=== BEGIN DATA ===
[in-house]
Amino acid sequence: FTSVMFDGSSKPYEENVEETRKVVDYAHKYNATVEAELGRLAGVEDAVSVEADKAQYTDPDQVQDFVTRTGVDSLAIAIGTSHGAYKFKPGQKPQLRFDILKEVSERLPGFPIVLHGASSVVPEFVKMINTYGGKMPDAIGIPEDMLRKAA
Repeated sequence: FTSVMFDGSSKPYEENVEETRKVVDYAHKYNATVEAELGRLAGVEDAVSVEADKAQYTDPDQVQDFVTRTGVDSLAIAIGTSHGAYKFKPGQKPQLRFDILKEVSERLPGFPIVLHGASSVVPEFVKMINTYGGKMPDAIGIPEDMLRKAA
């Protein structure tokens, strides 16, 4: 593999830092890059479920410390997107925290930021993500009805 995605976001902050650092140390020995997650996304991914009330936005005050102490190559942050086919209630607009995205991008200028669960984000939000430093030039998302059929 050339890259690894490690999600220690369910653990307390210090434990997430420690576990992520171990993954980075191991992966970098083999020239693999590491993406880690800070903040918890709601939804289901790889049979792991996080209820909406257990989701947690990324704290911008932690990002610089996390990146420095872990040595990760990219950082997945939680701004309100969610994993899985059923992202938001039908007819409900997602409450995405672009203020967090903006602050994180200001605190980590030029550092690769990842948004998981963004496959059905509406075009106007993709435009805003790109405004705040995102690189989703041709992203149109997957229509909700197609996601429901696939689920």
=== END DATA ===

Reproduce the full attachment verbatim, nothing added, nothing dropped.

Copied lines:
[in-house]
Amino acid sequence: FTSVMFDGSSKPYEENVEETRKVVDYAHKYNATVEAELGRLAGVEDAVSVEADKAQYTDPDQVQDFVTRTGVDSLAIAIGTSHGAYKFKPGQKPQLRFDILKEVSERLPGFPIVLHGASSVVPEFVKMINTYGGKMPDAIGIPEDMLRKAA
Repeated sequence: FTSVMFDGSSKPYEENVEETRKVVDYAHKYNATVEAELGRLAGVEDAVSVEADKAQYTDPDQVQDFVTRTGVDSLAIAIGTSHGAYKFKPGQKPQLRFDILKEVSERLPGFPIVLHGASSVVPEFVKMINTYGGKMPDAIGIPEDMLRKAA
């Protein structure tokens, strides 16, 4: 593999830092890059479920410390997107925290930021993500009805 995605976001902050650092140390020995997650996304991914009330936005005050102490190559942050086919209630607009995205991008200028669960984000939000430093030039998302059929 050339890259690894490690999600220690369910653990307390210090434990997430420690576990992520171990993954980075191991992966970098083999020239693999590491993406880690800070903040918890709601939804289901790889049979792991996080209820909406257990989701947690990324704290911008932690990002610089996390990146420095872990040595990760990219950082997945939680701004309100969610994993899985059923992202938001039908007819409900997602409450995405672009203020967090903006602050994180200001605190980590030029550092690769990842948004998981963004496959059905509406075009106007993709435009805003790109405004705040995102690189989703041709992203149109997957229509909700197609996601429901696939689920």